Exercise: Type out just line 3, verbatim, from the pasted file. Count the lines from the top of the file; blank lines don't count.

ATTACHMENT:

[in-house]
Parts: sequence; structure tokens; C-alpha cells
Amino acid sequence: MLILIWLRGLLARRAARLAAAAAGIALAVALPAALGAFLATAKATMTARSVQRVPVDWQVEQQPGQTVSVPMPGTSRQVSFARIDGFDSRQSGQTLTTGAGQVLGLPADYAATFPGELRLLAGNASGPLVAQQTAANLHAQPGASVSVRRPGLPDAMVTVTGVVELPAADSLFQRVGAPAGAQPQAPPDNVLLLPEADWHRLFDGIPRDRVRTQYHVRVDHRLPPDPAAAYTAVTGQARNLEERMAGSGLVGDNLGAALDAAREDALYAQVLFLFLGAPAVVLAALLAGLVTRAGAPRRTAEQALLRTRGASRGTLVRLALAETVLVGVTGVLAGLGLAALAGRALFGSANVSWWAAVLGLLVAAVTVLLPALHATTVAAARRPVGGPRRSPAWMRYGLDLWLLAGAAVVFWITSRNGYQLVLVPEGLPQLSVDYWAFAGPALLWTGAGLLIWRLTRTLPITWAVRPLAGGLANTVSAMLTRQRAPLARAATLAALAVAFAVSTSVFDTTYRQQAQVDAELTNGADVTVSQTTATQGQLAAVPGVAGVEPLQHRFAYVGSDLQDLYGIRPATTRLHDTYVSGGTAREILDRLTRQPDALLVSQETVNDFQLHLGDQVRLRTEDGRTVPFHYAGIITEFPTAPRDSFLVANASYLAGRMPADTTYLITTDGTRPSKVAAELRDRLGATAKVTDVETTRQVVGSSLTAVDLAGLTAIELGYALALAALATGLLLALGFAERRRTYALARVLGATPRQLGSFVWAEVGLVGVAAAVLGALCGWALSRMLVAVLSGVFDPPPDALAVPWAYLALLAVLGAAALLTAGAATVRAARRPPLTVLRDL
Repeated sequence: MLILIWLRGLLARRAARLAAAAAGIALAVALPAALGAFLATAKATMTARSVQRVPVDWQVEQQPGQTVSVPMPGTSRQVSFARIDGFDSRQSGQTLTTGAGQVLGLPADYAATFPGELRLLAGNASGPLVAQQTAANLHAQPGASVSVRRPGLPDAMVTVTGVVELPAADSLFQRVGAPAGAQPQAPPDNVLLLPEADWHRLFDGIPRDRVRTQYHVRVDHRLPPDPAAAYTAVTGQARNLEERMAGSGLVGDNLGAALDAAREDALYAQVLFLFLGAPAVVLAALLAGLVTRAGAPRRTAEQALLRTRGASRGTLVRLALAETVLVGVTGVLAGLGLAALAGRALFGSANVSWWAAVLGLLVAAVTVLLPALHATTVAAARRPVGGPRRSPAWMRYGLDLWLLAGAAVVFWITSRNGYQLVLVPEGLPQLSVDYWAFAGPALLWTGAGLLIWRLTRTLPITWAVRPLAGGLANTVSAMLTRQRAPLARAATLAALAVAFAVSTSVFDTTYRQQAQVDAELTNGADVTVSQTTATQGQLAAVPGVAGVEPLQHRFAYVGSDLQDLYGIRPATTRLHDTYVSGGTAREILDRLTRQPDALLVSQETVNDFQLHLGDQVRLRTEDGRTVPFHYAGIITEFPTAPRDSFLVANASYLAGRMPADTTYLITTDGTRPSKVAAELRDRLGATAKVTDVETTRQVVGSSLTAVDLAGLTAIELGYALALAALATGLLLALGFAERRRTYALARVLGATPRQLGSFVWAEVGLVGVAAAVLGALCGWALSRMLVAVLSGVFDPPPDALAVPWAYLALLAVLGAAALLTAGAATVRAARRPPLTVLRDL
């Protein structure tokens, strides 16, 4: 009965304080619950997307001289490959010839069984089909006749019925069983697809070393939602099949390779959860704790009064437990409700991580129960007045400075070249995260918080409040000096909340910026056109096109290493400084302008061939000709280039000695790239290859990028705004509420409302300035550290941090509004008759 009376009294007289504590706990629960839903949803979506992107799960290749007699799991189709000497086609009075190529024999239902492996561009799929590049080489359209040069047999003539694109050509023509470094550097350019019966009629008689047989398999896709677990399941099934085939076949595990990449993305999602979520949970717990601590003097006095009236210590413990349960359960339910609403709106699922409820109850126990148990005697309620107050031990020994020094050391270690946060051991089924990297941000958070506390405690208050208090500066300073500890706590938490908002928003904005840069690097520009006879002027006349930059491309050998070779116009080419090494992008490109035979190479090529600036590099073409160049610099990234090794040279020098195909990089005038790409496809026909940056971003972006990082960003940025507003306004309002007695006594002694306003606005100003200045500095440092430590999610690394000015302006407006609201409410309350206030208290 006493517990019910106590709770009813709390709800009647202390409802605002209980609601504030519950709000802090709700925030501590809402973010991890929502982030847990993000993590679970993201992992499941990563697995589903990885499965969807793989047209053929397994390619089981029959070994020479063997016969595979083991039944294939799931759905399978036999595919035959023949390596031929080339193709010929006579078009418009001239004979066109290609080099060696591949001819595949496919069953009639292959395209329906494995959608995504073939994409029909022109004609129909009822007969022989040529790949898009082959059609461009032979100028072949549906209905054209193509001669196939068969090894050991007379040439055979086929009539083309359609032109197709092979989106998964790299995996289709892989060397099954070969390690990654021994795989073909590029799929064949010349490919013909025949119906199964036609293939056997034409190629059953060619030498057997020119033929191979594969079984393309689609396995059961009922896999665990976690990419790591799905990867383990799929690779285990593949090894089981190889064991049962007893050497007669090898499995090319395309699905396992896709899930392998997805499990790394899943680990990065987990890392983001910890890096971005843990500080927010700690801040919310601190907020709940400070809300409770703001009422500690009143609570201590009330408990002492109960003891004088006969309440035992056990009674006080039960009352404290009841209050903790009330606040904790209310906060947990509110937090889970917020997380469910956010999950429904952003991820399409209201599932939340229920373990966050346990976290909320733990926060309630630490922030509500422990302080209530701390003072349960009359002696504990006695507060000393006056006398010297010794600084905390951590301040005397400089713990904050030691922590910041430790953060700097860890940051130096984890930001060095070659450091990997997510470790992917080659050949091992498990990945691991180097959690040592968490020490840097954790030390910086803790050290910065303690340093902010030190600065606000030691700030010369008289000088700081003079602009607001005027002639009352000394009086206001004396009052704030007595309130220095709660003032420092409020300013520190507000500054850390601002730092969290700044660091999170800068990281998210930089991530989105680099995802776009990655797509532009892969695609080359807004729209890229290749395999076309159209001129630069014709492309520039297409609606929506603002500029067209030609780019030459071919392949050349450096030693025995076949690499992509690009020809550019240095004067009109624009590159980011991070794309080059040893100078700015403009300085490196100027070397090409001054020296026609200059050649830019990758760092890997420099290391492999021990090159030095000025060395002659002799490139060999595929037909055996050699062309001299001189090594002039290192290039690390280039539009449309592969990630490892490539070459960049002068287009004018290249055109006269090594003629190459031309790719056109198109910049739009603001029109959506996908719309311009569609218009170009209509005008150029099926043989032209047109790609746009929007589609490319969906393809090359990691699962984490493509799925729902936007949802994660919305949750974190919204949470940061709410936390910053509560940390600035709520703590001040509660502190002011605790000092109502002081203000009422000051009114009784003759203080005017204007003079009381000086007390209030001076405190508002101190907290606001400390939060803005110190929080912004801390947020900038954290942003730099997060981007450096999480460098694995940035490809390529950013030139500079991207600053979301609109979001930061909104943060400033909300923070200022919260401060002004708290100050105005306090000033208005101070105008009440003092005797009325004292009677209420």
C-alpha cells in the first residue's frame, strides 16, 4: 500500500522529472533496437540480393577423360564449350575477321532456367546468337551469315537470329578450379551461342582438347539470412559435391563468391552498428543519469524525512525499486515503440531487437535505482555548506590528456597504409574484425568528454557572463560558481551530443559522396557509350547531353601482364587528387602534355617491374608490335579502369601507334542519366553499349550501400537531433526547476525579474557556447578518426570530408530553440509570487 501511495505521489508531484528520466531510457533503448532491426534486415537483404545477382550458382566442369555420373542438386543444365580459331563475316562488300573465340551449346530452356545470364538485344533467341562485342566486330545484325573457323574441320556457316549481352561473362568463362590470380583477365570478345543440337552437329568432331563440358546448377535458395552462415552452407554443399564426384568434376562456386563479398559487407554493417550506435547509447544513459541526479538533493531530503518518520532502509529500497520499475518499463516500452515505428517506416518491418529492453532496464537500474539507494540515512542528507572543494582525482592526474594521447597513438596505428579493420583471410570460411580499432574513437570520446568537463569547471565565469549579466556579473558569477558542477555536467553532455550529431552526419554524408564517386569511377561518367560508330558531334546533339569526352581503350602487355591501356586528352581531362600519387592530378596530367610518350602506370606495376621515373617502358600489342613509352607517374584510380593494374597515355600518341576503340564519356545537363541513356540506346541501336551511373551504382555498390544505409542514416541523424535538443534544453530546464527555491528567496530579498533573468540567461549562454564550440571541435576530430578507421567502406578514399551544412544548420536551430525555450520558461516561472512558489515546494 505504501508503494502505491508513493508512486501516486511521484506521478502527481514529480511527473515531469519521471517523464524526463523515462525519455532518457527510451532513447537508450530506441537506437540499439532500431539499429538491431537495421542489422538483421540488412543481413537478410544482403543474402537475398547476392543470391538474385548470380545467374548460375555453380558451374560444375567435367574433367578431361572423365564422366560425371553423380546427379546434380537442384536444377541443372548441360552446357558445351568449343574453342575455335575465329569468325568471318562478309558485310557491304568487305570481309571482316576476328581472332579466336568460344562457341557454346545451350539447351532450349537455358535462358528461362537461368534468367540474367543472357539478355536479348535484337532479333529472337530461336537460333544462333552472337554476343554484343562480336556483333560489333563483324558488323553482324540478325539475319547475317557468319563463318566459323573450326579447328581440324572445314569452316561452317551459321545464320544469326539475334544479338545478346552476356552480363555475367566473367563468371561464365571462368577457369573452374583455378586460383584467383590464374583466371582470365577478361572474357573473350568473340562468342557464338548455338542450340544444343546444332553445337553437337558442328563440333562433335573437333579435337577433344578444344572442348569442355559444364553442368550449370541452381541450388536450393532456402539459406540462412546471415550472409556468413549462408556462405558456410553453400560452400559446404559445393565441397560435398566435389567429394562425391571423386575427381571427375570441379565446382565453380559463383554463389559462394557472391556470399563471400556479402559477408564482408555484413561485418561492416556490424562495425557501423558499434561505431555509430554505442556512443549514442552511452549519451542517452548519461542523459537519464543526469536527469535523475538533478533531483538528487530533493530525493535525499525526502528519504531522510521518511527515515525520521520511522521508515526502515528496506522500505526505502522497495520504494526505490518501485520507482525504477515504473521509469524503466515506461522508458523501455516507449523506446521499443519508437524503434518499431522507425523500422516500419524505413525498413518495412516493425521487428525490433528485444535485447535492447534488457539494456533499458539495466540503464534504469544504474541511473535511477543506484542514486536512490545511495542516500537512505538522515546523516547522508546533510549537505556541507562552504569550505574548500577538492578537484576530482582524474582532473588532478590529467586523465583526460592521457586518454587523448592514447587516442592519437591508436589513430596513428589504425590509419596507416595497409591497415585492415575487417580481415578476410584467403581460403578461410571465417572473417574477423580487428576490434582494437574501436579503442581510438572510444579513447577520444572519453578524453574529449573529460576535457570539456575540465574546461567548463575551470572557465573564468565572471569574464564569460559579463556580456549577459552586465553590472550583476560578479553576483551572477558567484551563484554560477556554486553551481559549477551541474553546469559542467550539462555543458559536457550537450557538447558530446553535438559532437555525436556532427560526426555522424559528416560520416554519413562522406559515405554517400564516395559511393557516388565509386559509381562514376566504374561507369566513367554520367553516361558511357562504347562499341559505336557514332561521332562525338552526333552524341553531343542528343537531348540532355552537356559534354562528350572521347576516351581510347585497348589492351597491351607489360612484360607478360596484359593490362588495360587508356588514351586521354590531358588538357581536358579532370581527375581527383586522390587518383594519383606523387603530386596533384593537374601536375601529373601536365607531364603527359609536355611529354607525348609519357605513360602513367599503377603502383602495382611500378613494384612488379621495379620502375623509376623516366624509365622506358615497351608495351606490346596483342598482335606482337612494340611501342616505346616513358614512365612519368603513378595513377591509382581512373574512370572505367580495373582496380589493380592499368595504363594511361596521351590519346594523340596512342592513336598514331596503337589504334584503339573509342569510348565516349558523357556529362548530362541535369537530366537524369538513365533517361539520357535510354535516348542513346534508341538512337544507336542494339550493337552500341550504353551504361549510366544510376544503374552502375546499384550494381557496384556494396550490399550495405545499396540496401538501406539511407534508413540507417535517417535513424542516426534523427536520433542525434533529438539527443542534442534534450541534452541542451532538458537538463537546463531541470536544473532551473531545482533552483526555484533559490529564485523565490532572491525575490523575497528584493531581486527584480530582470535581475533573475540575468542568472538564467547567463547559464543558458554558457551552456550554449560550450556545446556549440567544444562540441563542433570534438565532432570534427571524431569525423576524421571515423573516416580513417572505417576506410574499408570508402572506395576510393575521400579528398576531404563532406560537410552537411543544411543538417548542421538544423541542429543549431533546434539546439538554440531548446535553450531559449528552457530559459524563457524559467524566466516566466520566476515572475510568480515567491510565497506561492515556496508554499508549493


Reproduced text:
Amino acid sequence: MLILIWLRGLLARRAARLAAAAAGIALAVALPAALGAFLATAKATMTARSVQRVPVDWQVEQQPGQTVSVPMPGTSRQVSFARIDGFDSRQSGQTLTTGAGQVLGLPADYAATFPGELRLLAGNASGPLVAQQTAANLHAQPGASVSVRRPGLPDAMVTVTGVVELPAADSLFQRVGAPAGAQPQAPPDNVLLLPEADWHRLFDGIPRDRVRTQYHVRVDHRLPPDPAAAYTAVTGQARNLEERMAGSGLVGDNLGAALDAAREDALYAQVLFLFLGAPAVVLAALLAGLVTRAGAPRRTAEQALLRTRGASRGTLVRLALAETVLVGVTGVLAGLGLAALAGRALFGSANVSWWAAVLGLLVAAVTVLLPALHATTVAAARRPVGGPRRSPAWMRYGLDLWLLAGAAVVFWITSRNGYQLVLVPEGLPQLSVDYWAFAGPALLWTGAGLLIWRLTRTLPITWAVRPLAGGLANTVSAMLTRQRAPLARAATLAALAVAFAVSTSVFDTTYRQQAQVDAELTNGADVTVSQTTATQGQLAAVPGVAGVEPLQHRFAYVGSDLQDLYGIRPATTRLHDTYVSGGTAREILDRLTRQPDALLVSQETVNDFQLHLGDQVRLRTEDGRTVPFHYAGIITEFPTAPRDSFLVANASYLAGRMPADTTYLITTDGTRPSKVAAELRDRLGATAKVTDVETTRQVVGSSLTAVDLAGLTAIELGYALALAALATGLLLALGFAERRRTYALARVLGATPRQLGSFVWAEVGLVGVAAAVLGALCGWALSRMLVAVLSGVFDPPPDALAVPWAYLALLAVLGAAALLTAGAATVRAARRPPLTVLRDL